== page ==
I am conscious that among community pharmacy colleagues reading this, empathy assured, many are unmindful of how our work has helped, and continues to help, to make the situation better. Sadly, this is also not widely acknowledged directly.
Broad shoulders of community pharmacy
When general practice moved to new ways of working, the bulk of face-to-face consultations fell on the shoulders of community pharmacy. To diminish this to a comparative, point-scoring, workload-shift issue would be wrong. Colleagues in general practice for the first time saw the full depth of expertise and innovation in community pharmacy, relying on us to take on care previously shared differently in primary care.
The gateway of the NHS – primary care – may have buckled, but it didn’t break.
Data from a PSNC audit provides a measure of the reliance that the public has had on pharmacies through the Covid-19 pandemic.
The headline figures are truly staggering.
On average, pharmacies undertake 17 consultation per day. That totals around 1.12 million consultations per week, or more than 58 million per year (based on 11,100 community pharmacies in England across six days per week).
Each week, just under 130,000 informal referrals from general practice and NHS11 are received into pharmacy. The emerging picture from the rollout of the community pharmacy consultation service (CPCS) is now helping us to better understand its adoption challenges and possibly some design gaps.
Every week pharmacies provided advice to more than 730,000 people (nearly 38 million people per year) who were seeking advice for symptoms.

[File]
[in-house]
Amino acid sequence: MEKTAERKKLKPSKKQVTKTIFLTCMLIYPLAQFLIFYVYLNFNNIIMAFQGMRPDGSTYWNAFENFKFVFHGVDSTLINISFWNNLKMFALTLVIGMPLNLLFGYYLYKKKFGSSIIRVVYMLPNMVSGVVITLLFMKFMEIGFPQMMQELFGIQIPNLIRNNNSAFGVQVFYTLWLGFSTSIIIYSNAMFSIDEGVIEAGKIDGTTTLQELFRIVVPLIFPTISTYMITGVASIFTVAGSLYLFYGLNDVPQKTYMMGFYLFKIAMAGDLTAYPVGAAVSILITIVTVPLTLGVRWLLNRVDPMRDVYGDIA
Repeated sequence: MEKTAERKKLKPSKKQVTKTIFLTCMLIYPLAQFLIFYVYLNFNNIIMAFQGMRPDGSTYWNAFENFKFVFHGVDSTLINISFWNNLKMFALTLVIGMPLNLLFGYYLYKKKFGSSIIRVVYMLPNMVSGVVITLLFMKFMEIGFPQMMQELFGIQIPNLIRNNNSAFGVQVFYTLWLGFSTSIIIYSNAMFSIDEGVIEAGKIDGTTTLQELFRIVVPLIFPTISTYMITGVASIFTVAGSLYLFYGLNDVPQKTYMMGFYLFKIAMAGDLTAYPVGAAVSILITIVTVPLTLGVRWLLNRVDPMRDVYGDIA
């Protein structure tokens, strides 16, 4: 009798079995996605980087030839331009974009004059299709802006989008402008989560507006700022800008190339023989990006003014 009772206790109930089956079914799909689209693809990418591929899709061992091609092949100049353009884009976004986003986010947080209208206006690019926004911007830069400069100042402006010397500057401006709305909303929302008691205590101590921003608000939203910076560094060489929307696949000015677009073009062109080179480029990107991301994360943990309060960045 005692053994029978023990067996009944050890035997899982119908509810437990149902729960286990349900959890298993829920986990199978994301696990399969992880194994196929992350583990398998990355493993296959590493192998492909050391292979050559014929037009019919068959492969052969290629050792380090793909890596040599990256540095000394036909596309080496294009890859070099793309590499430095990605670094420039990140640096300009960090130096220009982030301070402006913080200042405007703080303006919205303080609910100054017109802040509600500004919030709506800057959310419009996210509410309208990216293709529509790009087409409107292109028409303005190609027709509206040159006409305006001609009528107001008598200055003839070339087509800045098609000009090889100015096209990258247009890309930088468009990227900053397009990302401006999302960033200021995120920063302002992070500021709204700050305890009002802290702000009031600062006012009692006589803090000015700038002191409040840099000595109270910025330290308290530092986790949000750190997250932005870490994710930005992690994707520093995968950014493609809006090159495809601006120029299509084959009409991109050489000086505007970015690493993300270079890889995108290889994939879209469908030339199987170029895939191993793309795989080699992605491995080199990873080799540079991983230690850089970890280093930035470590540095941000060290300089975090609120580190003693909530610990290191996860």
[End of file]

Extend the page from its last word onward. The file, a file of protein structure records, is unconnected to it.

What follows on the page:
In 12.4% of consultations, patients are referred to another healthcare professional, such as their GP practice.
We must of course look at these figures through the lens of the Covid pandemic. However, they demonstrate what community pharmacy has always done, but this time under unprecedented demand and strain.
Maximising our position
Two areas immediately jump out to me. Firstly, the informal referrals. How do we close the loop to ensure that clinical details are captured and shared in a fair, consistent model as part of the funded care community pharmacy offers? Some of these clinical presentations may also warrant urgent onward investigative referrals.
I am on the record as advocating for community pharmacy to be able to make clinically appropriate two-week cancer referrals, especially in communities where health inequalities, historical exclusion and/or socioeconomic discrimination and racism exist.
Secondly, I refer to the 12.4% of consultations where patients are referred on to another healthcare professional such their GP.